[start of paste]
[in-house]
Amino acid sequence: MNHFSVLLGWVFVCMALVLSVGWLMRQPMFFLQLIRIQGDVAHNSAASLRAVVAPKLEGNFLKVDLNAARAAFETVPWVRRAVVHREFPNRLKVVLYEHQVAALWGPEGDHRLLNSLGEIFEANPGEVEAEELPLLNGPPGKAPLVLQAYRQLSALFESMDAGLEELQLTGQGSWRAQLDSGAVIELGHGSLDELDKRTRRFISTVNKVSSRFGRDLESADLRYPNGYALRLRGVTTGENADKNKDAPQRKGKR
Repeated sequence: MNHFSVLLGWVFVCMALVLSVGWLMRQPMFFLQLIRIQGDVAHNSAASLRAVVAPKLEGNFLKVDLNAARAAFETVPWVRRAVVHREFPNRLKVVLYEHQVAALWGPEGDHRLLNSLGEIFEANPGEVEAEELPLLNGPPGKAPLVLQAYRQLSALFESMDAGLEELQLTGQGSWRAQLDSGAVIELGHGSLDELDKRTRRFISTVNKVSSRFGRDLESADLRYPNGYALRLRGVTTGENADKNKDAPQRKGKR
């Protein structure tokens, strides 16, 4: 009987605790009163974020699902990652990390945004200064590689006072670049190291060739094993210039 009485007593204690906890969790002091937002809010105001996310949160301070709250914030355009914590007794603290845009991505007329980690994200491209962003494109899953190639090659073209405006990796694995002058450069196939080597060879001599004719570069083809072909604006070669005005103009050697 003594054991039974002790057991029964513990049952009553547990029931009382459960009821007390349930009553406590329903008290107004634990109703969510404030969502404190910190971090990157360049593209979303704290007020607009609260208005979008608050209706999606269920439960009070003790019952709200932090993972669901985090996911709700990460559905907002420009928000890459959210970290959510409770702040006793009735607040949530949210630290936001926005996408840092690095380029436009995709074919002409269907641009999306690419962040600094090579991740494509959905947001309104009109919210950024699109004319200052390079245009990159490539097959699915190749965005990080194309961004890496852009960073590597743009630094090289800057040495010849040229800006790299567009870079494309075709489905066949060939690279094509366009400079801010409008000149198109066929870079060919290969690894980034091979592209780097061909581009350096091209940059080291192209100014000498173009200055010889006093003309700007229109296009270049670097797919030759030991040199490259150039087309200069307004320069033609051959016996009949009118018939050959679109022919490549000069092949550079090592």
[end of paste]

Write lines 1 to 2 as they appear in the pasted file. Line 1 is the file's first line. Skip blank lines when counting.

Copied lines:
[in-house]
Amino acid sequence: MNHFSVLLGWVFVCMALVLSVGWLMRQPMFFLQLIRIQGDVAHNSAASLRAVVAPKLEGNFLKVDLNAARAAFETVPWVRRAVVHREFPNRLKVVLYEHQVAALWGPEGDHRLLNSLGEIFEANPGEVEAEELPLLNGPPGKAPLVLQAYRQLSALFESMDAGLEELQLTGQGSWRAQLDSGAVIELGHGSLDELDKRTRRFISTVNKVSSRFGRDLESADLRYPNGYALRLRGVTTGENADKNKDAPQRKGKR